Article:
PVPA presents provocative comedy, ‘The Most Fabulous Story Ever Told’

Last modified: Friday, March 29, 2013

What if Adam hadn’t been joined in the Garden of Eden by Eve? What if, instead, his soulmate was named Steve? And what if they were joined in paradise, not by Cain and Abel, but by Jane and Mabel?

That’s the premise behind the play “The Most Fabulous Story Ever Told,” a gay-positive comedy by Paul Rudnick that dissects and analyzes history, relationships and gay politics. Along the way, Rudnick also skewers a few stereotypes, while exploring deep questions of family and faith.

The play, which will be presented by the Pioneer Valley Performing Arts Public Charter School this weekend at the Academy of Music in Northampton, has stirred controversy because of its alternative view of the biblical Book of Genesis. Scott Goldman, head of PVPA, received emailed petitions and phone calls protesting the school’s planned performance.

Productions in other parts of the country have been picketed by conservative religious groups who object to the play’s treatment of religion and view of homosexuality.

“It’s pretty provocative,” said the play’s director, Chris Rohman. “Some people may consider it blasphemous, and its version of biblical narratives is certainly non-traditional.”

Long history

“The Most Fabulous Story” covers a 2,000-year time-span, breaks a number of theatrical conventions and, in PVPA’s production, makes inventive use of the Academy of Music’s stage and auditorium. Supporting characters include a drag-queen Pharaoh, a disabled lesbian cable-TV rabbi and the production’s Stage Manager who, as usual in the theater, plays God.

Act One recounts the major episodes of the Old Testament: There’s the Garden of Eden, the ark, a visit with a highly rambunctious Pharaoh.

“This garden is fabulous!,” Adam declares as he gets his first look at the Garden of Eden. He rushes about, in awe of the trees, the lakes, the blue skies.

But, as delighted as he is with his surroundings, Adam is perplexed: “Where am I?,” he asks no one in particular. “Who am I?,” he wonders. And for that matter, “Who am I talking to?” And, by the way, he asks, “Am I gay?” “Yes,” he decides, “and I am alone.”

But, not for long. Soon, he is joined by Steve.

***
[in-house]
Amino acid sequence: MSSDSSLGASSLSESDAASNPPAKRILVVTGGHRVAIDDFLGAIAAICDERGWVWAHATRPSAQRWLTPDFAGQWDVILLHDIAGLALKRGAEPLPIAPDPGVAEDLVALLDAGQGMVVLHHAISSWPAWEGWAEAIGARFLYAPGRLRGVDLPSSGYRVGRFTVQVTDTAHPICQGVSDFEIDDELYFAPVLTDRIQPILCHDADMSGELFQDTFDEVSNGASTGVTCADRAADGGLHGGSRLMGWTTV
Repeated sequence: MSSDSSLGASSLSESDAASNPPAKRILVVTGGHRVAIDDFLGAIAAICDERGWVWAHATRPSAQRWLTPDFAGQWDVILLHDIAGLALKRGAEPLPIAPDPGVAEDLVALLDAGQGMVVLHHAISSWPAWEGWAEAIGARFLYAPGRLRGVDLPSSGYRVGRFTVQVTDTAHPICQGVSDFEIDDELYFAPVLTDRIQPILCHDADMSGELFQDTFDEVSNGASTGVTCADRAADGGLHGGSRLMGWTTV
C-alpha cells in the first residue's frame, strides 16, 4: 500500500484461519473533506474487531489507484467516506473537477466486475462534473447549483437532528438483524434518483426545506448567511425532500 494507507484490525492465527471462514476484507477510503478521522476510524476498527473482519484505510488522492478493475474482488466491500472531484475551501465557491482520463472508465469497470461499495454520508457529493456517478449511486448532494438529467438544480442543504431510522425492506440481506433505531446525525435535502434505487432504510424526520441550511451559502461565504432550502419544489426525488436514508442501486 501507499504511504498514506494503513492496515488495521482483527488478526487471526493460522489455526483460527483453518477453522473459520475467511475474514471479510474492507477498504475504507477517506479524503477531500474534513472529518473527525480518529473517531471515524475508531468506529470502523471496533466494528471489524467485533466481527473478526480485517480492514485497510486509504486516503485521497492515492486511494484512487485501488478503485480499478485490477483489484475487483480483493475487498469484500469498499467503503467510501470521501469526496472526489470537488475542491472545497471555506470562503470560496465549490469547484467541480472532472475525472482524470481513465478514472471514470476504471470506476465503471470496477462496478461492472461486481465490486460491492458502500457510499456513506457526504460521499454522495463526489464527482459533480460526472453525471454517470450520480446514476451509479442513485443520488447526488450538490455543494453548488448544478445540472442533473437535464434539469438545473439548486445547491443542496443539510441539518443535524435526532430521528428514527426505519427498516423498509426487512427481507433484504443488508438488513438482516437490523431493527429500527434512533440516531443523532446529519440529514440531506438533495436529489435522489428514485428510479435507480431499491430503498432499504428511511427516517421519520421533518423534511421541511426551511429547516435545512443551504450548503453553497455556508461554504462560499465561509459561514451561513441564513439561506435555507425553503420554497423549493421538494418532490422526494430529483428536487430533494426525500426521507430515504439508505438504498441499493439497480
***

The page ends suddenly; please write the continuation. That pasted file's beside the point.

It’s also during the first act that Jane and Mabel, a lesbian couple, are introduced to Adam and Steve, and, in turn, introduce the men to God’s presence and love.

“God is the creator of cosmos and the source of all spiritual and moral nourishment,” Mabel tells her new friends.

Together, the two couples decide to start civilization, but procreation proves to be a challenge.

Act Two fast-forwards to modern-day New York City: Steve is HIV positive. It’s Christmas Eve, and Jane is nine months pregnant. The two women invite Adam and Steve to join them at their wedding ceremony, which is interrupted when Jane gives birth. Steve tells Adam that he’ll probably not survive much longer. Bound by their long life together, and the miracle of birth they’ve just witnessed, the two men comfort each other, even though they know their remaining time together will be short.

Laughing in the dark

“The Most Fabulous Story” debuted in The Berkshires in 1998 and had a run in New York City. In a New York Times review, Ben Brantley called the play “both a testament to the virtues of laughing in the dark and a celebration of the kind of theater that allows people to do so.”

Rohman, a theater consultant and adjunct faculty member at PVPA, says it’s an important play to produce.

“I consider it very positive and affirming ... not just because it’s gay-affirming but because it wrestles, seriously as well as humorously and satirically, with deep issues of faith, family and belonging.” After all, he adds, the central characters’ journeys are defined by their search for the meaning of faith and the presence of God.

“Notwithstanding the comedic spin,” he said, “it’s really quite a sympathetic view of religion.”

“The Most Fabulous Story Ever Told” will be performed Friday and Saturday at 7 p.m. and Sunday at 2 p.m. at the Academy of Music in Northampton. Tickets purchased in advance cost $12; $10 for seniors and military; $6 for students and children: At the door: $14; $12; and $8. Tickets can be purchased at the Academy of Music box office from 3 to 6 p.m., by calling 584-9032, ext. 105, or online at www.academyofmusictheatre.tix.com.


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